October is Sauna Month at Olympic and there’s nothing like sauna bathing for maintaining your health and keeping you young. Saunas are not as popular in this country as they are in Finland simply because the many benefits are not as well known. But there’s one person who’s out to change that by recommending sauna use for daily life.
In his book “8 Weeks to Optimum Health-A Proven Program for Taking Full Advantage of Your Body’s Natural Healing Power “, noted natural health practitioner, Dr. Andrew Weil recommends taking a sauna 2-3 times a week. The health benefits are unbeatable.
Saunas promote sweating by exposing the skin to high heat. The body’s surface temperature while sitting in a sauna, even briefly, can rise to 104 degrees F. The heart rate will increase, and blood will begin to circulate toward the skin surface, causing the body to sweat as it cools itself down.
Many people believe it is this process that is the biggest benefit of a sauna. Dr. Weil says that “when you take a sauna, the heat pumps up blood circulation near the skin and stimulates sweating. The Finns say a proper sauna elicits about a quart of sweat per hour. … It helps the body rid itself of unwanted materials and improves general circulation.”
Dr Weil also says in his health column, “I’m a sauna enthusiast, and I often recommend “sweat bathing” in saunas to cleanse the skin, soothe sore muscles, or simply relax. Sweating in a sauna can also be beneficial to patients with arthritis, asthma or respiratory infections, and is a good way to recover from overindulgence in food or drink. The sweating rids the body of excess sodium and other unwanted substances. It also helps eliminate drugs and some toxins and by doing so can take some of the workload off the liver and kidneys. I recommend regular visits to saunas or steam rooms to patients with liver or kidney disease.”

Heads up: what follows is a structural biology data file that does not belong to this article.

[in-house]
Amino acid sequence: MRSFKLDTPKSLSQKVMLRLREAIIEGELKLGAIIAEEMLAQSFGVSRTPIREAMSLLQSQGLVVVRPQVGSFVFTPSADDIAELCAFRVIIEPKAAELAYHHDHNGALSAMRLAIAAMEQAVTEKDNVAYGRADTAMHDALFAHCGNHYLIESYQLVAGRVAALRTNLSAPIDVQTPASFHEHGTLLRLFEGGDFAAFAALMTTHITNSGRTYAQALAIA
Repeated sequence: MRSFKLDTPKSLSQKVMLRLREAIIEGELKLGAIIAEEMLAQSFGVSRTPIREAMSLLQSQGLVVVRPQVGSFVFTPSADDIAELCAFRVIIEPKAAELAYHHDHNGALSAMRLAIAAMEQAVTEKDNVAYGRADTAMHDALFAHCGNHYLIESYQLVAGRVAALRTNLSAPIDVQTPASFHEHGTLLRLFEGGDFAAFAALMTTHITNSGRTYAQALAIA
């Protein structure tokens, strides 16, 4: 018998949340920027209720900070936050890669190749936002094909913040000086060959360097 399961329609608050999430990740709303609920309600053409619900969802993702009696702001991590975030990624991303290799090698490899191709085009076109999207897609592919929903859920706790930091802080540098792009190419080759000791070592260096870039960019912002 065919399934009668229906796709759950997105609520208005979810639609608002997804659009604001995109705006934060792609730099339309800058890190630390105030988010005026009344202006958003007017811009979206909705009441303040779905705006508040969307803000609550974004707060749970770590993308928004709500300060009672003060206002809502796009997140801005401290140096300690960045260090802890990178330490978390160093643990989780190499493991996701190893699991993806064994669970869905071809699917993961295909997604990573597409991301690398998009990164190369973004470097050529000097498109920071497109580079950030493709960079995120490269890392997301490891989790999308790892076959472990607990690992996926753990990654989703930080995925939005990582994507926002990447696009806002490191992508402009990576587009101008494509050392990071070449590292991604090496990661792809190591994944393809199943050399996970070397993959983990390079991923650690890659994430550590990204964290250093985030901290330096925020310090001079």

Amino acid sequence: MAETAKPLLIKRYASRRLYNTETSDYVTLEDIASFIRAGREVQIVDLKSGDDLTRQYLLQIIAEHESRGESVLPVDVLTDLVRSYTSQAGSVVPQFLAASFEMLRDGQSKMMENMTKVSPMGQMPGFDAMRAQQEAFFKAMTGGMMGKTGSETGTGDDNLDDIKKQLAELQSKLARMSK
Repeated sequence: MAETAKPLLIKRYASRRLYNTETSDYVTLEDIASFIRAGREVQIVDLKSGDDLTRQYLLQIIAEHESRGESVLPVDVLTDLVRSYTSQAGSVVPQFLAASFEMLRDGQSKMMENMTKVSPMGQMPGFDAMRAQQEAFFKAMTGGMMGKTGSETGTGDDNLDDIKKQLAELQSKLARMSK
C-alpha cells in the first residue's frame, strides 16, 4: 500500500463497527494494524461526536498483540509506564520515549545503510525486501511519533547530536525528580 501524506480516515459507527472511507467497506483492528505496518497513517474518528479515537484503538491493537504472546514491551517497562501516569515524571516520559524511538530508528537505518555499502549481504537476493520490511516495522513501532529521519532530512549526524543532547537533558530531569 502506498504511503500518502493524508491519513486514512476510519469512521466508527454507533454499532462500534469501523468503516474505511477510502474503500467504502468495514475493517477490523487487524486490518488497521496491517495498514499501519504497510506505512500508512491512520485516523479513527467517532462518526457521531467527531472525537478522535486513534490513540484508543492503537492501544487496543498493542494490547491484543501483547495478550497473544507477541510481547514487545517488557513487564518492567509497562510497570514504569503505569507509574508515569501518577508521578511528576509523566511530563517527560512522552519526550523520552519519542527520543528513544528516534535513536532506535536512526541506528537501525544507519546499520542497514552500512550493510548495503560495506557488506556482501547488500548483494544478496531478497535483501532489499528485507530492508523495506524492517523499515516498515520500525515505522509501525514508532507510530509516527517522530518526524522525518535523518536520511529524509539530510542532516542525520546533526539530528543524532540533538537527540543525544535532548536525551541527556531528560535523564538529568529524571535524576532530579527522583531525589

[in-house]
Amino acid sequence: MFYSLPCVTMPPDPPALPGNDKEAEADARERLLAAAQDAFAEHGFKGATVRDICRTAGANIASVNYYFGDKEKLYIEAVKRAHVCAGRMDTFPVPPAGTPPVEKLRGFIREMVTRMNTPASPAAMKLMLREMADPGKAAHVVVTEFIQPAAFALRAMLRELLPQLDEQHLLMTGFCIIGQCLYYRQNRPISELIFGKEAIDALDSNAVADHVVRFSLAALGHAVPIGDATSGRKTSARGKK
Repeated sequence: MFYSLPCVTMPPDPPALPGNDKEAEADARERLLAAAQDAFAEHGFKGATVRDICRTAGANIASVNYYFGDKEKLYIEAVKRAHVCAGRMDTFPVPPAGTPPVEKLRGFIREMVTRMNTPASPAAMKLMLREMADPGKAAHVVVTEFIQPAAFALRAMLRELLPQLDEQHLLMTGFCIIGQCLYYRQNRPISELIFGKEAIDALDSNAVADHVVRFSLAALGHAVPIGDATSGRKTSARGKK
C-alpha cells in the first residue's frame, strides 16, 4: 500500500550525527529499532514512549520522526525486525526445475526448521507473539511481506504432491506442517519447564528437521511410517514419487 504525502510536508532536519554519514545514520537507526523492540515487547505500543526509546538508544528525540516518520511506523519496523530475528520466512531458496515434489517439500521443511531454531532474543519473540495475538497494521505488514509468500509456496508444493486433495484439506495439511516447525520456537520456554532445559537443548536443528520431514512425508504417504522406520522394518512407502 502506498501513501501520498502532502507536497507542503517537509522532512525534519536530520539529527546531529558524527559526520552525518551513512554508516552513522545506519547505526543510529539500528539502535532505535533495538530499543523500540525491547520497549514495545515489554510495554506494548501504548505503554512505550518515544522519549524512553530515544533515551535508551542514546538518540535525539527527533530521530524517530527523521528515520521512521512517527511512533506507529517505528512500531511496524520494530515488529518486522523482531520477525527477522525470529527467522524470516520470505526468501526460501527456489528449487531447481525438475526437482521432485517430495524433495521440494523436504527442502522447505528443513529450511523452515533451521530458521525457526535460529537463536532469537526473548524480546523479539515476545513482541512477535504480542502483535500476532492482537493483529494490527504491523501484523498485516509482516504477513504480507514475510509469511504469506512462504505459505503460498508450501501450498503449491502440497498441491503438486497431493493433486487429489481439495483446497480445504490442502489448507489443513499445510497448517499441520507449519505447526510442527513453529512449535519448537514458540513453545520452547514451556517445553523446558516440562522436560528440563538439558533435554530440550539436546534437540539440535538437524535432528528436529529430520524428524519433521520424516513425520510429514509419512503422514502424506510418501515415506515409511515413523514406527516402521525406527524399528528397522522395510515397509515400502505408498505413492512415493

“Sweating in a sauna or steam room dilates the blood vessels, which reduces blood pressure and increases circulation to the skin. You don’t need much time in the heat – 10 to 20 minutes is enough to work up a good sweat.
If you have high blood pressure or a heart problem, be sure to check with your physician before going to a sauna or steam room. The heat can cause circulatory changes, including an increased heart rate. Overall, however, the only real risk to a sauna or steam room is spending too much time sweating. You can faint from overheating and from dehydration. Be sure to drink lots of water before, during and after your sweat.”
Take it from Dr. Weil whose reputation for wellness advocacy is worldwide. He believes that taking the steps to maintain good health pays huge dividends as we age. Taking a sauna 2-3 times a week is one giant step to attaining optimum health.
He’s not the only raving fan of saunas. Our Olympic sauna customers can’t say enough about the benefits! Check with your physician before going to a sauna or steam room. The heat can cause circulatory changes, including an increased heart rate. Overall, however, the only real risk to a sauna or steam room is spending too much time sweating. You can faint from overheating and from dehydration. See more on the health risks and benefits in our blog post: ” Facts & Fables About Traditional Steam Saunas.” Be sure to drink lots of water before, during and after your sweat.